To those who say an ideology can’t be defeated by military force, I wonder if they would have used the same arguments in World War II. Should we have just let Nazism spread through the world, because killing Nazis would just create more Nazis? The Islamic State (we shouldn’t call them ISIS or ISIL, it is a way to make us forget they are trying to impose Islam on us) has leaders who are living, breathing, vulnerable human beings. Their propaganda is spread though the Internet and via their madrasas, just as Nazi propaganda was spread via the radio, print media, and the Hitler Youth by Dr. Goebbels. Like the Nazis, they can be defeated.

It would take a world effort. America, Europe, Russia, China, and other countries all have a common interest in eliminating this threat. Half a million troops from each country could impose martial law in Syria and Iraq. Just like de-nazification was performed after World War II in Germany, de-jihadization of the Middle East would be necessary. Eliminate the madrasas and set up secular schools. Nazism is no longer a threat and Islam could be defanged as well. We spend tons of money on our military. We have over 2 million active duty and reserve troops. We need an all-out military effort, not a self-hampered, limited engagement. World War II was a good cause. Fixing the Middle East once and for all would be too.

There is nothing we can do to make the world completely safe from crazy people. But I think we can defeat this crazy religion that turns young men and women into walking bombs. At some point we will have to. What more is it going to take beyond what happened in Paris last night? How many more innocent people must die? How many planes need to be bombed out of the sky? How many journalists beheaded or pilots burned alive? How many ancient monuments destroyed? Do we need another attack in the US? The pyramids blown up? For me, I’ve already reached the point where enough is enough. Let’s roll.

Language Society

Index Verborum Prohibitorum

Index_Clemente_VIII_1596The Catholic Church for centuries maintained a list of banned books, the Index Librorum Prohibitorum,  only abolishing it in 1966.  Governments, particularly fascist ones, also have had a pronounced tendency to ban books for moral, religious, or political reasons.   Such censorship is a repugnant form of thought control.  It is no surprise that the fascist dystopias of George Orwell’s 1984 and Ray Bradbury’s Fahrenheit 451 center around the destruction or mutilation of the printed word.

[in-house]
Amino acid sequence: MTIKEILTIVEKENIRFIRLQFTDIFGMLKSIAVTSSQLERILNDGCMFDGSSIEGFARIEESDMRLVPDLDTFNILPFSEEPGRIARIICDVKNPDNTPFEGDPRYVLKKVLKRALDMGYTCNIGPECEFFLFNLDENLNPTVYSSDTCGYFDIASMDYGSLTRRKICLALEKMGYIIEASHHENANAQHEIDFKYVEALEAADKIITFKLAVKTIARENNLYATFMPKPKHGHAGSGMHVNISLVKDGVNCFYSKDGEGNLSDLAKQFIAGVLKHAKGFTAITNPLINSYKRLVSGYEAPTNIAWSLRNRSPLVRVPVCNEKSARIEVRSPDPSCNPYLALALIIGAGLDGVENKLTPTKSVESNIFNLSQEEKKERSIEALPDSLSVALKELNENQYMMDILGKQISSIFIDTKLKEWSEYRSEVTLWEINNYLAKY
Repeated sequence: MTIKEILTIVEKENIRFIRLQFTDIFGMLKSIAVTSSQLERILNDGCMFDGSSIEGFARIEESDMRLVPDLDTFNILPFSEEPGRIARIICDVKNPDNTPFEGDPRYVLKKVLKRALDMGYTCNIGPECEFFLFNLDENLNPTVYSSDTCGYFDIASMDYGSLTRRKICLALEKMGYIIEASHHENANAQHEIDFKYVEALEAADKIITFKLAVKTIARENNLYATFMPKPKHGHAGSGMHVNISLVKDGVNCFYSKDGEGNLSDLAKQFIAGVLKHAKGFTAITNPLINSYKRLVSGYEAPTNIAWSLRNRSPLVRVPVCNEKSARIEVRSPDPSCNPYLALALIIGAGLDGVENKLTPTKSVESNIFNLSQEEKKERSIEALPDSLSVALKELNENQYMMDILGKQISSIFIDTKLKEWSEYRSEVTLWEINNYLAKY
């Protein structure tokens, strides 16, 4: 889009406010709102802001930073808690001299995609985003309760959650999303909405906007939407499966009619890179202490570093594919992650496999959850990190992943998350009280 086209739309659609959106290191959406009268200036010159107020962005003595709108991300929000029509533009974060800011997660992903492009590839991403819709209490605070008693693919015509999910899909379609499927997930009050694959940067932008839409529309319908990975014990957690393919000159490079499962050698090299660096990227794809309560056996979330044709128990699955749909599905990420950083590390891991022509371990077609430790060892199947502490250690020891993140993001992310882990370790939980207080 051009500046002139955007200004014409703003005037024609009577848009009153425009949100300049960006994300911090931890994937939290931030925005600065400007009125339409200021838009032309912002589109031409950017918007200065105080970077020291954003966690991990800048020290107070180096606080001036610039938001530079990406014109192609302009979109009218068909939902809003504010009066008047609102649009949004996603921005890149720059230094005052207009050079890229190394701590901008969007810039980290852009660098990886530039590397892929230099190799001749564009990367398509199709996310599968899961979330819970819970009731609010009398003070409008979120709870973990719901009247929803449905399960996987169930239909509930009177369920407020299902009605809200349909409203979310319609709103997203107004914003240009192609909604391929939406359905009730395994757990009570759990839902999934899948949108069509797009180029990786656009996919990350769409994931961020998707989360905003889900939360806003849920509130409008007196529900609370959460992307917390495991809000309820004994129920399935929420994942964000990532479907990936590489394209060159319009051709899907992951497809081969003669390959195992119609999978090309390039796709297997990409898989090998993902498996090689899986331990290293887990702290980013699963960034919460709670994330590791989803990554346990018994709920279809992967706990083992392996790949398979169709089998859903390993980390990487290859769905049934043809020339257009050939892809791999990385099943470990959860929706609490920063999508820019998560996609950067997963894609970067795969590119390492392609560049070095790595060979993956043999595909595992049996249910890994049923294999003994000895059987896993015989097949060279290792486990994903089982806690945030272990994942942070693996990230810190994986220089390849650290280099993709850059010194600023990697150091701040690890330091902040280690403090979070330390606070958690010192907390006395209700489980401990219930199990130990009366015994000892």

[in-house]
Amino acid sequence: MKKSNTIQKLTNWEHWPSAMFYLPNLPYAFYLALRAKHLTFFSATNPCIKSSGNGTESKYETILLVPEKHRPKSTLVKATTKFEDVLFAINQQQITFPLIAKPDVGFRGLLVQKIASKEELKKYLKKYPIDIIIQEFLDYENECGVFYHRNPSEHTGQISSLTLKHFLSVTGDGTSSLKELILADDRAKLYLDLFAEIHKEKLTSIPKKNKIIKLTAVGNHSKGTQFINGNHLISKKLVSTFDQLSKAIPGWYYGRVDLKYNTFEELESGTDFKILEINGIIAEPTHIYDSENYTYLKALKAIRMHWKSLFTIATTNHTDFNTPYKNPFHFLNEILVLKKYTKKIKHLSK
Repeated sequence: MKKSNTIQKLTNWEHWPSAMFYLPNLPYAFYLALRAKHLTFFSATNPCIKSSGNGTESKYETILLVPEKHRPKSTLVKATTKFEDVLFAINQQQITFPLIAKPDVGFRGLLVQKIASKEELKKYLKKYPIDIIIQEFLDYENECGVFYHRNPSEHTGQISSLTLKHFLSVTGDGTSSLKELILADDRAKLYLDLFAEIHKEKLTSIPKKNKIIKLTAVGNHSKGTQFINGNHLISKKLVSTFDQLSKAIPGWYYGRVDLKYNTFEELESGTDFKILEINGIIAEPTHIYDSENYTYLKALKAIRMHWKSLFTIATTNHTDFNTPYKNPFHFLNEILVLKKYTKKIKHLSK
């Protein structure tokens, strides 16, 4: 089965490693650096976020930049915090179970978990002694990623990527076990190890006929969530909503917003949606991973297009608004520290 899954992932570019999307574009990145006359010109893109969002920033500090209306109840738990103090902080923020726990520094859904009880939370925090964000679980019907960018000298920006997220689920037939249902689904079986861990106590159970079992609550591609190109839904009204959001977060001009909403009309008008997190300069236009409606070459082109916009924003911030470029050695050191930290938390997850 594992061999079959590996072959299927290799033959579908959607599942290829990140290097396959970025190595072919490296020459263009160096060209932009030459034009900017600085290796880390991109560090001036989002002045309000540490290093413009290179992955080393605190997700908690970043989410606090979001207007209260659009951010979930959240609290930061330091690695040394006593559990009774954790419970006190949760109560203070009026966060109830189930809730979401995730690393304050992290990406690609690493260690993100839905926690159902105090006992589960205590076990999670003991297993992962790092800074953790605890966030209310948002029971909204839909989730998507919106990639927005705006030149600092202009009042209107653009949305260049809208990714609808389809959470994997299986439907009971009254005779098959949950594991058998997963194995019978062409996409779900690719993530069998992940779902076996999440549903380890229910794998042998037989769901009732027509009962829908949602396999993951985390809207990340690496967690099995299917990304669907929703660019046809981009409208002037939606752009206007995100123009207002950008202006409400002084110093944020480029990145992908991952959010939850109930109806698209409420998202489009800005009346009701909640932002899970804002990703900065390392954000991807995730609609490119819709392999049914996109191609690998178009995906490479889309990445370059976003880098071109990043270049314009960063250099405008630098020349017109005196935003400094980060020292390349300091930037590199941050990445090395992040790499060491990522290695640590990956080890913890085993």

While banning books may no longer be in vogue, it appears that banning individual words is fashionable if not de rigueur on today’s college campuses.  The justification is that some words are too hurtful to use.  Some words carry so much historical and racial baggage that their use is always off-limits.  Certain racial epithets can’t be used in any context, not even in a discussion of how bad it is to use racial epithets, because the very act of speaking these epithets is an act of violence.  Thus words are imbued with almost magical powers, and some words are so evil that they can never be spoken out loud.  The “N-word” is akin to “He-Who-Shall-Not-Be-Named” in the Harry Potter books.  People generally will avoid these forbidden words (as I will do here) partly out of a genuine desire to avoid hurting others’ feelings, but also, to be honest, out of fear — the fear of backlash, much like the fear of the media to publish cartoons of the Prophet Mohammed, though this is less a fear of outright violence than a fear of being ostracized and called racist.

This is what happened to the writer Wendy Kaminer when she used one of the proscribed words at a forum on free speech at Smith College in reference to teaching Huckleberry Finn, which, if anyone nowadays is allowed to read an unedited version, has a major character whose name contains that proscribed word.  Read her article in the Washington Post.  It is amazing that in this context (a free speech forum, in a discussion about a classic book that contains that word) she has been deemed a racist merely for using the actual word instead of its baby-talk equivalent.  This reminds me of the scene in Mel Brooks’ film, High Anxiety, when, at a convention of psychiatrists, the word “woo-woo” is used instead of “vagina” because one of the psychiatrists brought his young children with him.  Political correctness is childish.  Political correctness and freedom of speech don’t mix.  The United States Bill of Rights makes a big deal out of freedom of speech.  It does not mention politically correct speech.

I have been living in Paris, France the past 6 months.  Despite being the home of Voltaire and Charlie Hebdo, freedom of speech is more limited here than in the United States.   For example, shortly after the Charlie Hebdo massacre, comedian Dieudonne M’bala M’bala was arrested in Paris for anti-semitism and hate-speech.   Broadly defined hate-speech and holocaust-denial are crimes here in France and in Germany.  As reprehensible as this kind of speech is, it is not a crime in America.  In America we put up with the Westboro Baptist Church and their God Hates Fags signs at military funerals.  We allowed the American Nazi Party to march in Skokie, Illinois (though ultimately their march took place in Chicago).   We allow hate-speech because we allow all speech short of yelling “Fire” in a crowded theater.  We don’t want the government to decide what we are allowed to say, write, read, or hear.